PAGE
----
Filip Holosko of Sydney FC celebrates after scoring his side's first goal against Melbourne Victory at Etihad Stadium.
Filip Holosko of Sydney FC celebrates after scoring his side's first goal against Melbourne Victory at Etihad Stadium. JOE CASTRO

Who can stop the Sydney FC juggernaut now?

BACK in October, with the season barely under way, a senior figure at Sydney FC spoke of Bernie Ibini's recovery, and the time it would take for him to begin to even approach the heights achieved before his serious injury.

"Wait until late January," he said. And how.

To call Ibini a beast is entirely complimentary, because of the power he has added to his natural speed.

The gangly youth who wasn't entirely certain of his best position at the Mariners is now a machine who can run through players as much as around them, as Melbourne Victory found on Thursday night.

Ibini's goal somehow felt inevitable.

Time and again Sydney has won games by easing ahead in the second half, brutally powerful like the best long-distance runners.

Even as it was under the cosh at times in the first half, there was the constant reminder that the opening 45 minutes often matters little to the result of Sydney's games.

And so it moves 11 points clear, brushing its nearest challengers aside with efficiency. Some have called it almost boring, its imperious progress towards the minor premiership apparently uncheckable by anyone.

With 10 games left, the fascination now is whether it really can go unbeaten through the season.

And what will happen in the finals.

To defeat Sydney, a team will have to find the precious few weaknesses in its game. Victory did on Thursday night, but all too fleetingly.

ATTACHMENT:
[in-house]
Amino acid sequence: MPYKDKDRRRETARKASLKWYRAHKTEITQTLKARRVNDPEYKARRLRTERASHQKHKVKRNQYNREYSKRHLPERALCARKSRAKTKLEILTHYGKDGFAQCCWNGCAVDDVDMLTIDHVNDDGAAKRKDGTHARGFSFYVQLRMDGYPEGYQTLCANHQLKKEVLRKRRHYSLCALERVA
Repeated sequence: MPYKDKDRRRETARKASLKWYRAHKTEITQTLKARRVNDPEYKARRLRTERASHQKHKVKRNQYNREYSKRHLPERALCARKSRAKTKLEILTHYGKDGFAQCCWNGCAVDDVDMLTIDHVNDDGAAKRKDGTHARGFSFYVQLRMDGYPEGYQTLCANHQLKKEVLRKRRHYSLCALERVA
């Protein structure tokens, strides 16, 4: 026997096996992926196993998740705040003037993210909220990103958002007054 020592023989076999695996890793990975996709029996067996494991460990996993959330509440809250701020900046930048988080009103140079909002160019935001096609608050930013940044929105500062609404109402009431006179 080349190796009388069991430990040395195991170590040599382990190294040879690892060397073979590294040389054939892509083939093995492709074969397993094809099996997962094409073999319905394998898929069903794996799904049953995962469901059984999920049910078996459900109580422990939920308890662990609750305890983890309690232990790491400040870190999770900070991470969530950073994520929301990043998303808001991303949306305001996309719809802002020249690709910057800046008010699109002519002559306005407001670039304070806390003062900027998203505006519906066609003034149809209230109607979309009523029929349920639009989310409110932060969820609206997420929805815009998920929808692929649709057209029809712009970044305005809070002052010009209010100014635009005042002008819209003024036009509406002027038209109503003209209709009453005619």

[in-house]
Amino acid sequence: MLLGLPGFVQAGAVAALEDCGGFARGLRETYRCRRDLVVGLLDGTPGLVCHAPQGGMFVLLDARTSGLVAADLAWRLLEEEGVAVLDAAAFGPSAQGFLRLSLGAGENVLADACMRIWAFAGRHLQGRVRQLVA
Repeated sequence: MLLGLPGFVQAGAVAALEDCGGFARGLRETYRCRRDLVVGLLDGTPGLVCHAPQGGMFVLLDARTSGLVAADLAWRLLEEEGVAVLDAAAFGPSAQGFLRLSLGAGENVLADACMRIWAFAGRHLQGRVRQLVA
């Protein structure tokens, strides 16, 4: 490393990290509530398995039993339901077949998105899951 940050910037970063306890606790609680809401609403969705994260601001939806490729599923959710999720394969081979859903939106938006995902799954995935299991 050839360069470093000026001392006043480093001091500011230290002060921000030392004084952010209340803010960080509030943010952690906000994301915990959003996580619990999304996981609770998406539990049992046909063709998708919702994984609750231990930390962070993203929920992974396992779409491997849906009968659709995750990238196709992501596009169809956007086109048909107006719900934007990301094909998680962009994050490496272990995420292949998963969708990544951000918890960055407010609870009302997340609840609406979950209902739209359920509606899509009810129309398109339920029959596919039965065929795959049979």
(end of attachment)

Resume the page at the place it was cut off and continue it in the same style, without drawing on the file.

Sydney's biggest moment of weakness is also its biggest threat, the point when they really unfurl their attacking threat.

Victory's goal came when the Sky Blues went for the jugular but lost the ball quickly. In transition, Victory had them out of shape, and scored the opening goal.

If anyone was going to drive home that advantage it would be Victory, at home and driven by the need to shrink the gap between them and the league leaders.

But through sheer cussedness at times Sydney prevented that deficit from ballooning, due in no small part to Jordy Buijs.

If occasionally his lack of match fitness was all too apparent, it's a wonder that those moments were occasional from a player making his first appearance since October.

The Dutch signing looked very at home in Sydney's back four.

But more than anything, yet again it was the individual quality in Sydney's team that cut Victory to its knees.

Milos Ninkovic covered every blade of grass in his team's cause, but found a wonderful cross for Filip Holosko to equalise. Danny Vukovic found a save from Leigh Broxham that could be title winning.

Then Ibini latched on to Alex Brosque's header, and Victory defenders stumbled in his wake. By the end, the entire Victory team - and the rest of the league - knew the feeling.

THE DAILY TELEGRAPH

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